Date: June, 2001
page: title: David Bottrill Discusses the New Album author: Jim Batcho TOOL David Bottrill Discusses the New Album After a five-year wait, Tool fans can now rejoice. The band's highly anticipated new album Lateralus finally hit stores May 15. The album marks the return of co-producer, engineer and mixer David Bottrill who accomplished the same duties for the band's previous release Aenima. Both the band and Bottrill are no strangers to Pro Tools. Singer Maynard James Keenan's other band A Perfect Circle used Pro Tools almost exclusively for its debut album. Other members of Tool have personal systems, and Bottrill himself uses Pro Tools liberally on all his projects. Having grown up firmly in the familiar world of analog, Bottrill still prefers to track much of his work to tape. But material is then transferred to Pro Tools where much of the creativity takes place, before finally mixing back down to analog. "For this album, we recorded drums and bass to analog tape and put all the multitude of takes into Pro Tools," he explains. "I edited those in Pro Tools and put a stereo mix of the drums and bass on separate tracks down to another tape where we recorded guitars. I then put those tracks into Pro Tools. We manipulated everything there and then mixed from Pro Tools out individual channels out into an SSL J- 9000." The main exception to this methodology involved the vocal tracks, which were all recorded direct to Pro Tools in Keenan's home. "All of Maynard's vocals, went straight to Pro Tools," Bottrill says. "We recorded all his vocals at his place in L.A." Bottrill says the members of Tool liked the flexibility Pro Tools offered in being able to make minor fixes to otherwise excellent performances. "They loved it. They loved the ability to touch up drums. (Drummer Danny Carey) was quite happy to have me go in and do a little bit," he laughs. "It's really minor stuff that I had to do to him or any of the guys because they're all such great musicians. The editing work that I was doing was really kind of miniscule. But it added to the fact that they could just go for it with performances and know that if there's something amazing but there's just a little flaw, I could repair the flaw and keep what was amazing." A Worldly Perspective to Metal Long before he began working with Tool, Bottrill had made a name for himself primarily in London and also in Los Angeles working with on incredible diversity of progressive, experimental and world music projects. He worked frequently with Peter Gabriel, both on his studio albums and world music releases for Gabriel's Real World label. Artists as diverse as King Crimson, Youssou N'Dour, David Sylvian, the Afro-Celt Sound System, and Nusrat Fateh Ali Khan have all experienced Bottrill's production, engineering and mixing magic. So he says it was an odd experience when an up-and-coming metal band from LA kept calling his manager to have him work on their next album. "They called my manager and sent me some music from Undertow," Bottrill recalls. "I hadn't really heard of them, being more ensconced in the British music scene. I hadn't done that kind of heavy music to that degree. I thought at first they had me confused with someone else. (Laughs)" Bottrill was surprised to learn that the members of Tool were big fans of the projects he worked on. "Danny was a big King Crimson fan, Adam (Jones, guitarist) liked the album I did with Robert Fripp and David Sylvian, and Maynard's quite a world music fan." After meeting and getting along with the band members, Bottrill decided to go for it and the collective got to work creating Aenima. Bottrill says working with a band like Tool is quite a different approach production-wise from working on more experimental projects. But he says it mostly comes from having the time and resources that come with a rock band's big budget. "There's much more of a budget on this than when working on a world music album," he says. "With a world music project, you set it up and you go and you get what you get. You can't afford to spend the time agonizing over every note that's played. It has to be about the performance and you have to set the scene to create the best opportunity for performance. With Tool you get to bring that to the table - setting the scene to get a great performance. But after that you're able to analyze it and work every note and decide what will go where. You have the luxury and the time to be able to do that." The same could be said of Pro Tools. Bottrill is quick to point out that Pro Tools can simultaneously speed the process up and slow it down, depending on how it's used. "It's made things a lot easier, but because it's opened so many options, it can make things a bit longer too," he says. "That's more because the possibilities are there. I'm able to try things out and spend time doing things." Ultimately, Bottrill says, the end result is far better with Pro Tools than without it. "For example," he explains, "with a singer I'm able to do a bunch of takes and really get him feeling comfortable singing, and then go and comp it all. It takes longer to go through all the takes, but ultimately I'm able to get a better performance. Pro Tools allows them to just perform and not think about the tape being on. They can loosen up and be more free in their performances. The same goes for the other musicians, knowing that the ability is there to repair any small flaws. The discipline is to not go 'oh, I'll fix it in Pro Tools.' You have to be self-disciplined enough to say 'you know what, you can play it better than that.'" The Digital Tool for an Analog Mind Although schooled in the disciplines of analog multitracking, Bottrill - also a keyboard player - is no stranger to using digital sequencing software on his productions. He was an early user of Performer and shifted to the other major sequencers over time. But when MIDI was integrated into Pro Tools software, he abandoned the need for a separate sequencing application. When the MIDI started happening, I found that Pro Tools was all I really needed," he said. "I liked the philosophy of Pro Tools being a hard disk recorder with a sequencer built into it, rather than being a sequencer with a hard disk recorder built into the side. It just felt more stable. Audio work was easier. The drum editing, the track grouping, is so much easier to do." In addition to his work with Tool, Bottrill worked on some songs in London for the band Muse last fall. He recently began mixing an album for a new American band called Flaw.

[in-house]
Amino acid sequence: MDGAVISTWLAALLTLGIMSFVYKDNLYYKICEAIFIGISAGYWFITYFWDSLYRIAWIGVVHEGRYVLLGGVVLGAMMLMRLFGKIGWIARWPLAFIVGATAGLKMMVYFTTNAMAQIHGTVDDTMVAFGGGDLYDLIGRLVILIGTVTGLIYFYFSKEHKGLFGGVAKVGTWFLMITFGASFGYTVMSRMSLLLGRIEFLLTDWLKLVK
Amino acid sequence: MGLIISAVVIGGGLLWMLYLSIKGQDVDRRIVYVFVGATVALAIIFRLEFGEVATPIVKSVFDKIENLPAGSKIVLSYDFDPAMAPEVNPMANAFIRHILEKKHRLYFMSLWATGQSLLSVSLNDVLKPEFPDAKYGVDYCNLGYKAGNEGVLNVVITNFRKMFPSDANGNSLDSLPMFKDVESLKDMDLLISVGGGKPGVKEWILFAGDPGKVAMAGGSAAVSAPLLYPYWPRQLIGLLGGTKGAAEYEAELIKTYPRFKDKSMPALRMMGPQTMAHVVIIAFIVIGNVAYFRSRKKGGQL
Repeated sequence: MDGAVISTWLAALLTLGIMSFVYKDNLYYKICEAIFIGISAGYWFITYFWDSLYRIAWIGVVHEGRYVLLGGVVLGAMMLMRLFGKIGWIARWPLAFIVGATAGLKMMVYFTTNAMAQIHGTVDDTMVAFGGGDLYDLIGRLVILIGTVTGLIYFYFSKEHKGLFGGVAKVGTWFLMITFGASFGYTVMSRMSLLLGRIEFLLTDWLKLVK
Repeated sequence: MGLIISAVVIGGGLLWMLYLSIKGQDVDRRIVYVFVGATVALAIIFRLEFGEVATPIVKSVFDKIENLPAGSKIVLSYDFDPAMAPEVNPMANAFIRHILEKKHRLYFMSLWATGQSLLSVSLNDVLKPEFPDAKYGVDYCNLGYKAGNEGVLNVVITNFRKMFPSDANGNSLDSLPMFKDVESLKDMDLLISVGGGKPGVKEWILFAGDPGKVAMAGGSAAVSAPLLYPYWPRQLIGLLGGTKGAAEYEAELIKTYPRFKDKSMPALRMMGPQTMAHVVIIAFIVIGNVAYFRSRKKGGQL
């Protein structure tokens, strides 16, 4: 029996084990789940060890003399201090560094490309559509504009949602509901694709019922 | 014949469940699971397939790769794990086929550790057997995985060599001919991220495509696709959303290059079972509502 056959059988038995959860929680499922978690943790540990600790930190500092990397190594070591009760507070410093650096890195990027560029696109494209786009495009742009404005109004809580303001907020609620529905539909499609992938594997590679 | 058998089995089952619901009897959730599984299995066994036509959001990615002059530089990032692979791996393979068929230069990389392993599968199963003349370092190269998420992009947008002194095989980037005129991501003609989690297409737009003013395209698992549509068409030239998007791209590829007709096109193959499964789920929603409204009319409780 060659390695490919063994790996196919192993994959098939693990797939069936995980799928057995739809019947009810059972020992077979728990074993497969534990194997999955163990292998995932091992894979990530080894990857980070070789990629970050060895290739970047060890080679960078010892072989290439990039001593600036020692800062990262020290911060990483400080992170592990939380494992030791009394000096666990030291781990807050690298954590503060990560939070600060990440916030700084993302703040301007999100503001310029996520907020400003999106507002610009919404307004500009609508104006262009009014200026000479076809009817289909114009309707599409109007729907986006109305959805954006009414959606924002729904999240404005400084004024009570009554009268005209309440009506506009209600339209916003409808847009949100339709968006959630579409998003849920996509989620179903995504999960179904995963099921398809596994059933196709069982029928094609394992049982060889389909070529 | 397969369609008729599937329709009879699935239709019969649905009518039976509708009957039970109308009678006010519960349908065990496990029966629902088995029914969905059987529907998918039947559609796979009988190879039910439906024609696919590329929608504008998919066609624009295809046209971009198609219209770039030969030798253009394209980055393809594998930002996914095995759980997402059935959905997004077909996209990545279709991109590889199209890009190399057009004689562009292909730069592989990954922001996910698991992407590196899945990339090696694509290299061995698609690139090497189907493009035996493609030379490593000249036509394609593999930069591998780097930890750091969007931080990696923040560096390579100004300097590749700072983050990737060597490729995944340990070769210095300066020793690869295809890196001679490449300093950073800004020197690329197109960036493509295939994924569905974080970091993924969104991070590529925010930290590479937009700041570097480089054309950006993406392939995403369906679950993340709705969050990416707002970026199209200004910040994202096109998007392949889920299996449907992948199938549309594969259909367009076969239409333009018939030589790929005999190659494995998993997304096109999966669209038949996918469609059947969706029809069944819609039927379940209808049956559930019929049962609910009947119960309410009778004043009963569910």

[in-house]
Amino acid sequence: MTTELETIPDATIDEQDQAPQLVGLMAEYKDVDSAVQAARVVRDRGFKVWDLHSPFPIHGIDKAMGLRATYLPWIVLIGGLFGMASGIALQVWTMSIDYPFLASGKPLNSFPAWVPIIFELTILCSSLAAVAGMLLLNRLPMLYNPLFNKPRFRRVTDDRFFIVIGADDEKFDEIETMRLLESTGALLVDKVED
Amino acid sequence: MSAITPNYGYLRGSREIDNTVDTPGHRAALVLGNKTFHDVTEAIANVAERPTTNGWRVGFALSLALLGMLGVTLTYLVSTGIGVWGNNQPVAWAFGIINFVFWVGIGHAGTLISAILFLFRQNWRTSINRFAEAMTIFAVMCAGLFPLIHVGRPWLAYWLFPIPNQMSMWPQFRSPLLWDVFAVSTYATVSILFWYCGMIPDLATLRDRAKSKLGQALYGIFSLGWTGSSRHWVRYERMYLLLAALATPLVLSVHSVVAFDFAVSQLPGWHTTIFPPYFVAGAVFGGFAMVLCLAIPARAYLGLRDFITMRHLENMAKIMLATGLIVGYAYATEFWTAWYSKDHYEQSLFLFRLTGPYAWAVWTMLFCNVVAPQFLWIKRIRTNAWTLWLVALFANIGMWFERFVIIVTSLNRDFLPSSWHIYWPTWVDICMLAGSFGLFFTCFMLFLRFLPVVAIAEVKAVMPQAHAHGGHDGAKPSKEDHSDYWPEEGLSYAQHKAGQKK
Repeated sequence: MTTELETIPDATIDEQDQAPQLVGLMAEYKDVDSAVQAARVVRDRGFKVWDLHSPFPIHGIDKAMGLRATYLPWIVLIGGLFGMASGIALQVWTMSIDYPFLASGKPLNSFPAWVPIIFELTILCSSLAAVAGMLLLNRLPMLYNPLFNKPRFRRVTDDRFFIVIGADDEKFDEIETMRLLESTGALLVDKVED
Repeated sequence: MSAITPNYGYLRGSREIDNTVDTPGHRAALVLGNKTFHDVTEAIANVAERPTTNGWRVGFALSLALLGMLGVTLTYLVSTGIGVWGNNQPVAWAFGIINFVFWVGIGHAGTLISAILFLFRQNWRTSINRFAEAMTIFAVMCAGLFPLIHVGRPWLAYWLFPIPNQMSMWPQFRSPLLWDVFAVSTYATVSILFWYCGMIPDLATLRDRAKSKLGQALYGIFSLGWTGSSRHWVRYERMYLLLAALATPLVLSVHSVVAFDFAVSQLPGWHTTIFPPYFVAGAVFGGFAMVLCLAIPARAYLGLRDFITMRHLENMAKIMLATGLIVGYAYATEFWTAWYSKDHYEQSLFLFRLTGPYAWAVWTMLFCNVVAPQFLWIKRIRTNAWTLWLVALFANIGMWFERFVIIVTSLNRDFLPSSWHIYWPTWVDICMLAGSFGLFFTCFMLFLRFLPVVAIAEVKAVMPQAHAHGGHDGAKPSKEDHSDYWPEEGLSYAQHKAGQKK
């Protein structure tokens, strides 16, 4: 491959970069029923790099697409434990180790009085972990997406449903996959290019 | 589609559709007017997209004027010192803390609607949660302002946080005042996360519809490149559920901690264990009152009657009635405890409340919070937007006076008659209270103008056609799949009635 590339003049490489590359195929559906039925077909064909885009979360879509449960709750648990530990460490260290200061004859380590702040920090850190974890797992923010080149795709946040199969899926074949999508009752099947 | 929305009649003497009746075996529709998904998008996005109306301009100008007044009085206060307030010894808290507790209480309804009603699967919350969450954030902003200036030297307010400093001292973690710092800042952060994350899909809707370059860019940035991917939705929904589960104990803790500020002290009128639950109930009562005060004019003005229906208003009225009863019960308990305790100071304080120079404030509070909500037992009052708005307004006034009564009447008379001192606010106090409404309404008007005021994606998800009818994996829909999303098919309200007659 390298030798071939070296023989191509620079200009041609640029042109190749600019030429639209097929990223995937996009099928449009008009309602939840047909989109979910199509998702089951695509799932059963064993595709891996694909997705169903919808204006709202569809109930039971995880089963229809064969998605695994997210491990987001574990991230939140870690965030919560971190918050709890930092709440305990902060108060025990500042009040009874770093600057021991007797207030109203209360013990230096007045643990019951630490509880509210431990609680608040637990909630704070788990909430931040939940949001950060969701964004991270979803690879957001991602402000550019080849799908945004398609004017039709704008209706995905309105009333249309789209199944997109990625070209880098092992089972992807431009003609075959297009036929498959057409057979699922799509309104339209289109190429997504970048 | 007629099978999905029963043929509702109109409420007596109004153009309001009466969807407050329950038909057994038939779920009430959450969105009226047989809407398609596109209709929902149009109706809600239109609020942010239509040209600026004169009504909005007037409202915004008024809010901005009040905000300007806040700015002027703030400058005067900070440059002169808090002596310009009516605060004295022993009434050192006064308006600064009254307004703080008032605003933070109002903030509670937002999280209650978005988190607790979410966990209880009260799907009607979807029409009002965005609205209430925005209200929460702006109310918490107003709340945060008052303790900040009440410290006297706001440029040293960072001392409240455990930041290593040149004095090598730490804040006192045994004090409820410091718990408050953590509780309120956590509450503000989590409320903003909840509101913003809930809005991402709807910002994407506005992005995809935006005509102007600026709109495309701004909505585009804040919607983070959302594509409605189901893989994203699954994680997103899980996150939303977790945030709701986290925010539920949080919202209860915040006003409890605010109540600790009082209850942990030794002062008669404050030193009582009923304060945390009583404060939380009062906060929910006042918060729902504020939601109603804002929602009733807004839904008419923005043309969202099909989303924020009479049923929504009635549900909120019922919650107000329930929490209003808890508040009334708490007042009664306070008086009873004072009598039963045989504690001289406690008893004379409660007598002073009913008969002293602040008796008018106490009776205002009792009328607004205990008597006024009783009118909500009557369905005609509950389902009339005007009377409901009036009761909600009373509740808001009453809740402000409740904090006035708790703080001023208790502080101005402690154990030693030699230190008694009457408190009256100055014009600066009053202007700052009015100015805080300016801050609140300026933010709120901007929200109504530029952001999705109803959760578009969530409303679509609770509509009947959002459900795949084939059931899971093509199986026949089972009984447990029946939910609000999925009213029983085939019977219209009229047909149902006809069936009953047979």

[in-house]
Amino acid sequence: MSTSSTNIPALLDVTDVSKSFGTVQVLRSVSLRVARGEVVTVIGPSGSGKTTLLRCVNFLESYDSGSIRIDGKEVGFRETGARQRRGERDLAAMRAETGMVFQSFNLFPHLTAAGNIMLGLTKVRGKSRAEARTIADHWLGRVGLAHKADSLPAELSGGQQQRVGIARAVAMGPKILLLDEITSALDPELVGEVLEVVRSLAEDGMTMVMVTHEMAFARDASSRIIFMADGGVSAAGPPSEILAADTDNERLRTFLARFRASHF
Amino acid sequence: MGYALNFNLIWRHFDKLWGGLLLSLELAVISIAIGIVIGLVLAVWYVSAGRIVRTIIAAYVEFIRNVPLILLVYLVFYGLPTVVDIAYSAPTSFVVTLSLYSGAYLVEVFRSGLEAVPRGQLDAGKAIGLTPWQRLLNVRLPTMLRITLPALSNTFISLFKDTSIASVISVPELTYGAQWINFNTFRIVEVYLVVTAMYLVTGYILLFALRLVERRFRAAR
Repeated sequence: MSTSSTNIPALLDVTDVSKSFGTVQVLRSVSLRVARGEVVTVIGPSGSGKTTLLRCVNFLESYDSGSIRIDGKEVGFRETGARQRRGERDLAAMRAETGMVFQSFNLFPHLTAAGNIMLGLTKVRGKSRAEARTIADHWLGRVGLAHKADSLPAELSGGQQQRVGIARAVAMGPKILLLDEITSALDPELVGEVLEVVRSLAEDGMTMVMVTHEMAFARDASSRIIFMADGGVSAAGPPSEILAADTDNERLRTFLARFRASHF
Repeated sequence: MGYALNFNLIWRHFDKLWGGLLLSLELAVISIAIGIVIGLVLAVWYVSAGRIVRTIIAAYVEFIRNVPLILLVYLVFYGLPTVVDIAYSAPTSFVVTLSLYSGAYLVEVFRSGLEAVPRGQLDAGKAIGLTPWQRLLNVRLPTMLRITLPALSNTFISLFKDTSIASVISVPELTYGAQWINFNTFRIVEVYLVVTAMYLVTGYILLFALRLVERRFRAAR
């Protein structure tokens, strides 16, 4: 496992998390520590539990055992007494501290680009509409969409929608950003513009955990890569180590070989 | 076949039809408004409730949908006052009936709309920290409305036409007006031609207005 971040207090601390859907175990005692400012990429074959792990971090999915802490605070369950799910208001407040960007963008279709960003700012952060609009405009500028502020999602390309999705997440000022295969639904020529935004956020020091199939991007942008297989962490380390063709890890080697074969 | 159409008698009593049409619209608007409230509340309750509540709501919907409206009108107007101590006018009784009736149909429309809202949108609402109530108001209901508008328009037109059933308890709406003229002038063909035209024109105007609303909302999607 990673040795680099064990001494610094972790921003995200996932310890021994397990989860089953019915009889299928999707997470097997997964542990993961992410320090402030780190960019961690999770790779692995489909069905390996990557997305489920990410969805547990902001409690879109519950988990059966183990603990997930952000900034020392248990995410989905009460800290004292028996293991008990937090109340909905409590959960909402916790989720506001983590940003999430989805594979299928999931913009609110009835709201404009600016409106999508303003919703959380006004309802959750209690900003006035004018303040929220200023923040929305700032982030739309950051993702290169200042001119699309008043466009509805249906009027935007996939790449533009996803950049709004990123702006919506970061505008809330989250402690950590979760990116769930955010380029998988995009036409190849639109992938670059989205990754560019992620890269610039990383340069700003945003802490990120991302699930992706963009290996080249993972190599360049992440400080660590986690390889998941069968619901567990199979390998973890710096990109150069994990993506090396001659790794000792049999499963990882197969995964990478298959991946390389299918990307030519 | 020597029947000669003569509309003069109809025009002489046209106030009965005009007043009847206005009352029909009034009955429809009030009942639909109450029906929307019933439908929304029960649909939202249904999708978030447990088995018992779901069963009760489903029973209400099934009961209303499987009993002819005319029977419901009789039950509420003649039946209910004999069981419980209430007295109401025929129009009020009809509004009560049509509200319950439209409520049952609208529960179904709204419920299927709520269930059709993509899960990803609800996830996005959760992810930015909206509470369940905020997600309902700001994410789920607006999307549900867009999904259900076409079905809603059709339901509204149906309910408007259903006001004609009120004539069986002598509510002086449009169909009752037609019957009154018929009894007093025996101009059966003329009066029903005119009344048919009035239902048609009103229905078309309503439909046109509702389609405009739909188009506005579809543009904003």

Posted to t.d.n: 06/28/01 14:46:04